Borgata Wins Partial Judgment in Phil Ivey ‘Edge Sorting’ Casino Case

Atlantic City’s Borgata Hotel Casino & Spa has come out on the winning end of a years-long civil lawsuit against world-famed gambler and poker player Phil Ivey after a federal-court judge in Camdem released a split-decision ruling that nonetheless gives the Borgata the right to collect a dispute $9.626 million from Ivey and a co-defendant, Cheung Yin Sun.

phil-ivey-pokerIvey and Sun were sued by the Borgata’s prent company, Marina District Development Co., LLC, in 2014 over allegations that the pair had broken New Jersey gaming laws and committed fraud against the casino.  The Borgata alleged that the pair had employed a complex “edge sorting” scheme that relied on several intertwined, complex ruses, and which depended in part on Sun’s acute, trained eyesight, to garner a significant probabilistic edge at the casino’s high-roller mini-baccarat tables.

The ruse, employed by the pair, allowed Ivey (the well-known gambling “whale” whose business was sought by the casino and who was the “official” bettor in the scheme, to make the profit of $9.626 million over four extended baccarat sessions over several months in 2012.  The ruse involved the granting by the casino of several factor which the casino successfully claimed to have offered to Ivey in all innocence of their subsequent use in the edge-sorting ploy by Ivey and Sun.

The pair of high-stakes gamblers admitted to the ploy during the case’s testimony, but vehemently denied that it was a form of cheating.  Nonetheless, the Borgata claimed that Ivey was up by at least $2 million more during the October 2012 session, the final of the four visits by Ivey and Sun to the casino, and intentionally lost back that extra $2 million as “cover play.”  That last session at the Borgata occurred as news of a similar mini-baccarat dispute (and eventual lawsuit) emerged involving Ivey, Sun, and London’s Crockfords Casino.

As in the initial Crockfords case ruling, noting that it is still under appeal, the casino claimed the upper legal hand.  A similar outcome occurred in the ruling by US District Court Judge Noel J. Hillman in recent days.  Hillman ruled that Ivey and Sun violated New Jersey’s gaming laws, which proscribe fixed odds for certain games that are legally offered by casinos within New Jersey.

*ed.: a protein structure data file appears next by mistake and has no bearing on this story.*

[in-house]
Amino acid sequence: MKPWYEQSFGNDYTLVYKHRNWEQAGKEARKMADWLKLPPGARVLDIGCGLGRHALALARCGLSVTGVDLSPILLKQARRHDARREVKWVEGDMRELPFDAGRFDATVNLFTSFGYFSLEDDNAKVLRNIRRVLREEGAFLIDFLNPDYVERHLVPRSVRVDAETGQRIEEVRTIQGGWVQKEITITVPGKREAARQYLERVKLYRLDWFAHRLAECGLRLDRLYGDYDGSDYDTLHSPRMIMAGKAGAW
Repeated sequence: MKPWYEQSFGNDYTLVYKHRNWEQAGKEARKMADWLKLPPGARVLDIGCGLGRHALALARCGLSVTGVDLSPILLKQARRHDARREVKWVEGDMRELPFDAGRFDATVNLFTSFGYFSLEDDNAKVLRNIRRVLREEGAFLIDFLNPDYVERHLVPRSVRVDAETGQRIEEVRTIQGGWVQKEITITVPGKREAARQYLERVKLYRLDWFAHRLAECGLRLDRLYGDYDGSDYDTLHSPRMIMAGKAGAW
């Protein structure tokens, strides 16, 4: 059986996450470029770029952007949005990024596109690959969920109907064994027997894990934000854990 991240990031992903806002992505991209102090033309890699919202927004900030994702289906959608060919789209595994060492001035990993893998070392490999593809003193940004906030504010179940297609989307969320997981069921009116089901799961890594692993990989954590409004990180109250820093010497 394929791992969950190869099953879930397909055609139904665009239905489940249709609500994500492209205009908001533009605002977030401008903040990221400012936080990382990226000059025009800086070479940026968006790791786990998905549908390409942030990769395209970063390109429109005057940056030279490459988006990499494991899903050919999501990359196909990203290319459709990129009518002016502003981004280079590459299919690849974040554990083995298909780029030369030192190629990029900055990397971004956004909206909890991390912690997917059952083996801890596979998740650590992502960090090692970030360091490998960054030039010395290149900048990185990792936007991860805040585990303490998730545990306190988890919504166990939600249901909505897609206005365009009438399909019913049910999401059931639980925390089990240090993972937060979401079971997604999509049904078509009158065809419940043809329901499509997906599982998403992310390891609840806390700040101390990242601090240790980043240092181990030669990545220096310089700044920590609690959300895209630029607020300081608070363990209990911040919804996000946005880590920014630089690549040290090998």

The complicated ruse engineered by Ivey and Sun is estimated to have shifted the game to as much as a 16% edge against the house in Ivey’s favor; the longer they played, the greater that edge became.  The ruse involved the casino being required to supply a Mandarin-speaking dealer, who then was instructed to rotate highly-favorable baccarat cards 180 degrees, after being declared “lucky” in Mandarin by Sun.  “Unlucky” cards were not rotated, and all cards were shuffled, per Ivey’s demands, by a machine shuffler which did not otherwise change the cards’ orientation.  Sun was then, with her trained eyesight, able to identify the likely value of the top card in the shoe at the start of each baccarat hand due to subtle print variations in the cards’ patterns.

In his ruling, Hillman ignored the widespread allegations that the Borgata either ignored the blatant giveaways that Ivey’s and Sun’s scheme was in progress, or were otherwise so negligent and ignorant of the alleged cheating scheme that they deserved to lose anyway.  However, Hillman ruled in favor of the casino on its claims that Ivey breached both its implied “fair play” contract with the casino to adhere to the rules of the game, and in the process violated New Jersey’s Casino Control Act (CCA) as well.

Hillman, however, ruled in favor of Ivey and Sun on additional claims of fraud and unjust RICO (racketeering crime) enrichment, which would have entitled the Borgata to claim multiples of damages.  The ruling’ purpose seems clear: to allow the casino recoup losses the judge decalred came from unfair play, but not for the casino to additionally enrich itself beyond the scope of those losses.

It is not yet known if Ivey and Sun plan to appeal the decision, the full details of which are yet to be published.  Ivey and Sun are likely to be held jointly and severally liable in the matter, meaning the casino can attempt to collect from either or both, though Phil
Ivey is the likeliest legal target, should he eventually suffer a final loss in the case and if sufficient assets are identified.  Separate claims made by the Borgata against a third co-defendant in the case, Kansas City-based card manufacturer Gemaco, remain contested at this time.